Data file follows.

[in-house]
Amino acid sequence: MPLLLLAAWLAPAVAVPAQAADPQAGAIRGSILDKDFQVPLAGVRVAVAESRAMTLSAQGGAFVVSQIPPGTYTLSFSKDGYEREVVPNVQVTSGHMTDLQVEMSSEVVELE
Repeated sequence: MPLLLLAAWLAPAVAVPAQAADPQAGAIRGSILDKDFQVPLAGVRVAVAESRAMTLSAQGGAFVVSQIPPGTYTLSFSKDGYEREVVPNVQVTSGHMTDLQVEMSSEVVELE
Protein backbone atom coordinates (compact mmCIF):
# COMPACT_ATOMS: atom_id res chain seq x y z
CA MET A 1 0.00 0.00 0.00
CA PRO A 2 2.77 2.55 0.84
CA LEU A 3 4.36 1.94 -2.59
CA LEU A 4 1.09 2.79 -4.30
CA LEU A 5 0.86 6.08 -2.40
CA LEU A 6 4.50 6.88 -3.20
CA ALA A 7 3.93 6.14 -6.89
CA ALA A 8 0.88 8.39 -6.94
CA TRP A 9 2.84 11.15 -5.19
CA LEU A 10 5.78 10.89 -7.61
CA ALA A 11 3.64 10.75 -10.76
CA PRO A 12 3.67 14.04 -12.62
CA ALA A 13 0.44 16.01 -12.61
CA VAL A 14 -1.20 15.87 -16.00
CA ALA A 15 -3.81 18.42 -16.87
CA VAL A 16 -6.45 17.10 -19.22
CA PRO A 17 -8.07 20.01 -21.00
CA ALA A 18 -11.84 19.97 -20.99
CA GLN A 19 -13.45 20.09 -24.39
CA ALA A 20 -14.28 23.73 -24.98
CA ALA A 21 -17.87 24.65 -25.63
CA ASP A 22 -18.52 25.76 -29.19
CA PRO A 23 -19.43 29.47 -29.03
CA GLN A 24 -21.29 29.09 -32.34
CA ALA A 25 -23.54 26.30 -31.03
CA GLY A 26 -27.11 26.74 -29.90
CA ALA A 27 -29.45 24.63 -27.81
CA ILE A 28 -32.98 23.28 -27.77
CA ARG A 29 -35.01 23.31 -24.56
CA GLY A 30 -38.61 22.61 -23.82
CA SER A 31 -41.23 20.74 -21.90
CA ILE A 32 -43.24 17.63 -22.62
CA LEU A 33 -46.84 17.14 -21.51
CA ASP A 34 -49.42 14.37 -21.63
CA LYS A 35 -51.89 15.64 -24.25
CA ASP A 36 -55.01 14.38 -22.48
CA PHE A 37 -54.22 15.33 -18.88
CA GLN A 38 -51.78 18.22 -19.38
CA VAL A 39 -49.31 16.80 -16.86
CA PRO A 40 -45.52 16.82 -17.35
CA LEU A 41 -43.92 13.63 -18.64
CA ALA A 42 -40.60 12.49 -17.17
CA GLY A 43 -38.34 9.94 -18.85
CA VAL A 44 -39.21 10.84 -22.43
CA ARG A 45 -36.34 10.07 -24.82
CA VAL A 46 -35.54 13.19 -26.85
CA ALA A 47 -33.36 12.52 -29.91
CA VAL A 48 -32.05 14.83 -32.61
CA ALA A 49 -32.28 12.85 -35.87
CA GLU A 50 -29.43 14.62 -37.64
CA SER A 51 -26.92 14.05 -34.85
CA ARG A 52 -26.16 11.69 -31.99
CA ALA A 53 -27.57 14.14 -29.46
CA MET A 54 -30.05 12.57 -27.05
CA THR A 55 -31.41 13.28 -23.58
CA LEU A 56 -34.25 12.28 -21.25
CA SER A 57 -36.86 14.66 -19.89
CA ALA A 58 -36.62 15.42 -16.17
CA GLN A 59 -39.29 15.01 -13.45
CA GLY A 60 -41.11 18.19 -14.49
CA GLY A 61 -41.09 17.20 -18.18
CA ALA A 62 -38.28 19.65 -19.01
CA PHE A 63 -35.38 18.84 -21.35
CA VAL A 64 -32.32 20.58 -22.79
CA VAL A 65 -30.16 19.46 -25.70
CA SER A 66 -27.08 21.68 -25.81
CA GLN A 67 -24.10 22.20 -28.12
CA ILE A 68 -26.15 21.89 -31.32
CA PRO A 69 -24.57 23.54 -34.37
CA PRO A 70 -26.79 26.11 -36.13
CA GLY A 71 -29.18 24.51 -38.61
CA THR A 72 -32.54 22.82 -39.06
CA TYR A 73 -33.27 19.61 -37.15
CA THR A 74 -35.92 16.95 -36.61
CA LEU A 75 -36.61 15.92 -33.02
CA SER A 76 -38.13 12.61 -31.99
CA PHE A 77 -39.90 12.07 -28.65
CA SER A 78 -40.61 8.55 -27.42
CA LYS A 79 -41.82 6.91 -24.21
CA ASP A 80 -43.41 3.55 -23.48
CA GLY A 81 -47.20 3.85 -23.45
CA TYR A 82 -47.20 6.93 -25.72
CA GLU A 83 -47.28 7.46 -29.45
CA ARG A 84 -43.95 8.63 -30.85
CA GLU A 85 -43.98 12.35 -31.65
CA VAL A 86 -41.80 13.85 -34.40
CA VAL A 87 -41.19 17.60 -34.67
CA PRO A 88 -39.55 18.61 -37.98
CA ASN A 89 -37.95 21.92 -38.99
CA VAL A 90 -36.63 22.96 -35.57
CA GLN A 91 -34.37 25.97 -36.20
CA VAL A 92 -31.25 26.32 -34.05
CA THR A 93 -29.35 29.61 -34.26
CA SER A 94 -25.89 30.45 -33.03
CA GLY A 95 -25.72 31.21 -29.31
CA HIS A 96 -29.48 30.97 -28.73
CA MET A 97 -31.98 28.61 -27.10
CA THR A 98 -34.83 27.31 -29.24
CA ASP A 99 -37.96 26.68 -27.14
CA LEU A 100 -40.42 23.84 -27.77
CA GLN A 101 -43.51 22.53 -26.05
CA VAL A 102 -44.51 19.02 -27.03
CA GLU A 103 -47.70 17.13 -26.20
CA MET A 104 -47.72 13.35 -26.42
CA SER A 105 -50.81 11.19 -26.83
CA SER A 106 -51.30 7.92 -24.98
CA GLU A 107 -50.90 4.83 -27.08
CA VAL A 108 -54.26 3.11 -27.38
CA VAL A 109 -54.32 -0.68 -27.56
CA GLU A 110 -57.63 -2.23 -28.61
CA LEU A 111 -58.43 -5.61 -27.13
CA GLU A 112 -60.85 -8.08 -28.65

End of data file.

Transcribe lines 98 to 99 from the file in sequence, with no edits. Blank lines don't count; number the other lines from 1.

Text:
CA THR A 93 -29.35 29.61 -34.26
CA SER A 94 -25.89 30.45 -33.03